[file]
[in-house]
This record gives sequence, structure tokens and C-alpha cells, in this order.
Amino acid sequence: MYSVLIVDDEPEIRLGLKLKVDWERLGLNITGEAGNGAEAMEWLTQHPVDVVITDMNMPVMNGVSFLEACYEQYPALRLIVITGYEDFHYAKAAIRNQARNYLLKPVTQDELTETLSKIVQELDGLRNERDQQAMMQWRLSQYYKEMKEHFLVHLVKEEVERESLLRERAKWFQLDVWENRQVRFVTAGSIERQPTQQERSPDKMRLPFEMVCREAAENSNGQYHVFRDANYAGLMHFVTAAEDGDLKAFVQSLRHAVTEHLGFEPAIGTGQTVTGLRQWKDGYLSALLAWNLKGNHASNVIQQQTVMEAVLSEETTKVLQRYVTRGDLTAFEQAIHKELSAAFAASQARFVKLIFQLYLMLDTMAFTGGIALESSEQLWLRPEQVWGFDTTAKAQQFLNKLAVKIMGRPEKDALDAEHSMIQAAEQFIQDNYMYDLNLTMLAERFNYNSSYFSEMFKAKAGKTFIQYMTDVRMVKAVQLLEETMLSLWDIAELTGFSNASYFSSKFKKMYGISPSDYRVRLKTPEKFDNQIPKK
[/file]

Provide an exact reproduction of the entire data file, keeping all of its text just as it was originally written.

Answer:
[in-house]
This record gives sequence, structure tokens and C-alpha cells, in this order.
Amino acid sequence: MYSVLIVDDEPEIRLGLKLKVDWERLGLNITGEAGNGAEAMEWLTQHPVDVVITDMNMPVMNGVSFLEACYEQYPALRLIVITGYEDFHYAKAAIRNQARNYLLKPVTQDELTETLSKIVQELDGLRNERDQQAMMQWRLSQYYKEMKEHFLVHLVKEEVERESLLRERAKWFQLDVWENRQVRFVTAGSIERQPTQQERSPDKMRLPFEMVCREAAENSNGQYHVFRDANYAGLMHFVTAAEDGDLKAFVQSLRHAVTEHLGFEPAIGTGQTVTGLRQWKDGYLSALLAWNLKGNHASNVIQQQTVMEAVLSEETTKVLQRYVTRGDLTAFEQAIHKELSAAFAASQARFVKLIFQLYLMLDTMAFTGGIALESSEQLWLRPEQVWGFDTTAKAQQFLNKLAVKIMGRPEKDALDAEHSMIQAAEQFIQDNYMYDLNLTMLAERFNYNSSYFSEMFKAKAGKTFIQYMTDVRMVKAVQLLEETMLSLWDIAELTGFSNASYFSSKFKKMYGISPSDYRVRLKTPEKFDNQIPKK